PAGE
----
Sarah Goodwin

Kathi Ovnic
Holly Korschun
June 16, 1999

The Department of Emergency Medicine is the newest at the Emory University School of Medicine. Arthur Kellermann, M.D., M.P.H., has been named department chairman. Emergency medicine formerly was a division within the medical school's Department of Surgery. Dr. Kellermann has served as acting chief of that division since 1995.

"Emergency Medicine at Emory has grown to be one of the nation's top academic programs," says Thomas J. Lawley, M.D., dean, Emory University School of Medicine. "We have an outstanding faculty. Departmental status will permit them to build on their accomplishments and help the School of Medicine achieve its goals for teaching, research and community service."

The change in status is particularly timely in light of the 1998 transformation of the treatment room at Emory University Hospital to a full-service emergency department. Since this has occurred, visits to the Emory Hospital emergency department have increased dramatically. "Developing a full-service emergency department reflects our commitment to the community as well as our regional referrals," says John Henry Sr., chief executive officer of Emory Hospitals.

Emergency medicine's 39 faculty members support one of the nation's oldest and largest training programs in the specialty of emergency medicine. Emory's fully-accredited program trains 48 residents (16 per year for the three-year residency). Many graduates go on to staff hospital emergency departments throughout Georgia. In addition to training their own residents, Emergency Medicine faculty provide 24-hour-a-day supervision to more than 200 residents from other departments of the Emory and Morehouse schools of medicine who rotate through the emergency departments at Grady Memorial Hospital and Crawford Long Hospital.

The department also teaches medical students from both schools, as well as students from the Nell Hodgson Woodruff School of Nursing, physician assistants and paramedics. Emory emergency physicians hold key leadership roles in the community, including medical direction of Grady EMS (ambulance) service, which serves downtown Atlanta; Fulton County 911 and the Georgia Poison Center (in conjunction with Emory's Department of Pediatrics). Emory's emergency medicine faculty physicians are outspoken in their support of injury control measures such as use of seatbelts and motorcycle helmets, and preventing domestic violence. They regularly speak to community groups, local and national media, and lobby the Georgia General Assembly and other political bodies for enactment of trauma prevention measures.

"Emergency medicine specialists are highly regarded for their ability to think clearly and act quickly to save lives," Dr. Kellermann says. "We are also big believers in prevention, because we see what happens when prevention fails. The best way to survive a heart attack or a car crash is to not have one in the first place."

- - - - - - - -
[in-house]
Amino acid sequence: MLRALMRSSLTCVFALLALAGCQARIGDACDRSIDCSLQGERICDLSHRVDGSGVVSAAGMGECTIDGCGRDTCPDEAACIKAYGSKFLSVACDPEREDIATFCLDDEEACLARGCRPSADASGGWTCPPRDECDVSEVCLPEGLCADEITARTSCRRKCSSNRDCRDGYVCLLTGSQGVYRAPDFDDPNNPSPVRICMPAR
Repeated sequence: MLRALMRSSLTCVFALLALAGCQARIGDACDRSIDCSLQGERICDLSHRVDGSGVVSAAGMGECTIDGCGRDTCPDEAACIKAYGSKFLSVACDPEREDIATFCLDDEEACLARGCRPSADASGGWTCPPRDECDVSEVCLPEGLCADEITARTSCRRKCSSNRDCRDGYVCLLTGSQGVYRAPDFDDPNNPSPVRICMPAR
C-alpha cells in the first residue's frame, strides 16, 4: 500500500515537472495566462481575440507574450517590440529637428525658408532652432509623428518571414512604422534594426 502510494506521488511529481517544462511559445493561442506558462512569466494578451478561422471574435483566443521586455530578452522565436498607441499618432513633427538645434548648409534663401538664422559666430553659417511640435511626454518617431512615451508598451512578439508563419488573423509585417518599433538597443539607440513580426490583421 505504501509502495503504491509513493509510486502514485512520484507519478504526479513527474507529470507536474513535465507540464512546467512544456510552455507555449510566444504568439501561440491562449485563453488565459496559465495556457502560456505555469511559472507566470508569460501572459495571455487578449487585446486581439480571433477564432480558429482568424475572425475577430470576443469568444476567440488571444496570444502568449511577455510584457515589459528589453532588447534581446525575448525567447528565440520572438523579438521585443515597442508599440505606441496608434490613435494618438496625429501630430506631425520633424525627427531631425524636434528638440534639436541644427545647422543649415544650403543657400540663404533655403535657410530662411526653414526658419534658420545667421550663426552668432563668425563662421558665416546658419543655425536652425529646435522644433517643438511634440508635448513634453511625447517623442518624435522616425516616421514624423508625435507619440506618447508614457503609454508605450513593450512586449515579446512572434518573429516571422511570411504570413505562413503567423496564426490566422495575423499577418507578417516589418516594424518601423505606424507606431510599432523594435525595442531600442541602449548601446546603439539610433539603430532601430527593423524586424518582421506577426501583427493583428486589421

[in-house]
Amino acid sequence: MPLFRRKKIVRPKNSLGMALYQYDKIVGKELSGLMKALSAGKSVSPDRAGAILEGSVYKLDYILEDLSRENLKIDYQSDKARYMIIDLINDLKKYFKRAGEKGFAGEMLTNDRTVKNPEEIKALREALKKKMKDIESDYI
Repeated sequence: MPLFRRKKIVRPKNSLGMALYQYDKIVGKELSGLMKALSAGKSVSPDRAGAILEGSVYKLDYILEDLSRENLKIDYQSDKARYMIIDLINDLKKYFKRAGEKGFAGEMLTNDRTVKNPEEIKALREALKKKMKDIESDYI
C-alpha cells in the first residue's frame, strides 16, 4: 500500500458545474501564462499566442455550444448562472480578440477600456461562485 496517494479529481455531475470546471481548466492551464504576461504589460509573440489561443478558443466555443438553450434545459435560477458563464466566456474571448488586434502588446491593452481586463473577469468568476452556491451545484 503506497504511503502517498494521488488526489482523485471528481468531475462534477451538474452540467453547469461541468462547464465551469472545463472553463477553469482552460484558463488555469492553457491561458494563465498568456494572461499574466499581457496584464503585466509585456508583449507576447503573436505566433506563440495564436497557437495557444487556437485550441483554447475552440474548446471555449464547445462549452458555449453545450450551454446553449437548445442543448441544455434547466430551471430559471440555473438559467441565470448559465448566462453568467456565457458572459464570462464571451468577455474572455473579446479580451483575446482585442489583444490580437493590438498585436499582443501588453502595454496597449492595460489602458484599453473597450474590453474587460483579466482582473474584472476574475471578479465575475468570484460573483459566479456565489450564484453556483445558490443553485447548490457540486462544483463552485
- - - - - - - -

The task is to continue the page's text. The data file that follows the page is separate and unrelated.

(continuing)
Faculty research focuses on the areas of injury control, prehospital cardiac care, health services research, pain management, technology assessment and medical toxicology. Despite a heavy clinical and teaching load, department faculty published 37 papers and 10 book chapters in 1998 alone.

As chair of emergency medicine, Dr. Kellermann will oversee the emergency departments at Emory, Crawford Long and Grady. He also directs the Center for Injury Control at the Rollins School of Public Health of Emory University. He is best known for his epidemiologic research on prevention of firearm-related injuries and deaths.

Dr. Kellermann's work has been published in many of the nation's leading peer-reviewed journals, including the New England Journal of Medicine, the Journal the American Medical Association, and the American Journal of Public Health. He is a member of the editorial board of Annals of Emergency Medicine, the specialty's leading journal.

In 1996, Dr. Kellermann's work was featured in the U.S. News & World Report cover story "Should You Own a Gun?"After earning a bachelor's of science from Rhodes College, Memphis, Tenn., and an M.D. from Emory, Dr. Kellermann completed his residency training and earned a master's of public health from the University of Washington, Seattle. He is board certified in both internal medicine and emergency medicine.

In 1985, he accepted an appointment as chief of the Division of Emergency Medicine at the University of Tennessee, Memphis, and served as medical director of the emergency department at the Regional Medical Center at Memphis and the Memphis Fire Department EMS Bureau. From 1991-93, Dr. Kellermann served on the National Research Council Panel on the Understanding and Control of Violent Behavior. In 1997, he received the Hal Jayne Academic Excellence Award from the Society for Academic Emergency Medicine. He is a member of the board of directors of SAFEKIDS of Georgia, and a member of the Georgia Commission on Family Violence. He joined the Emory faculty in 1993.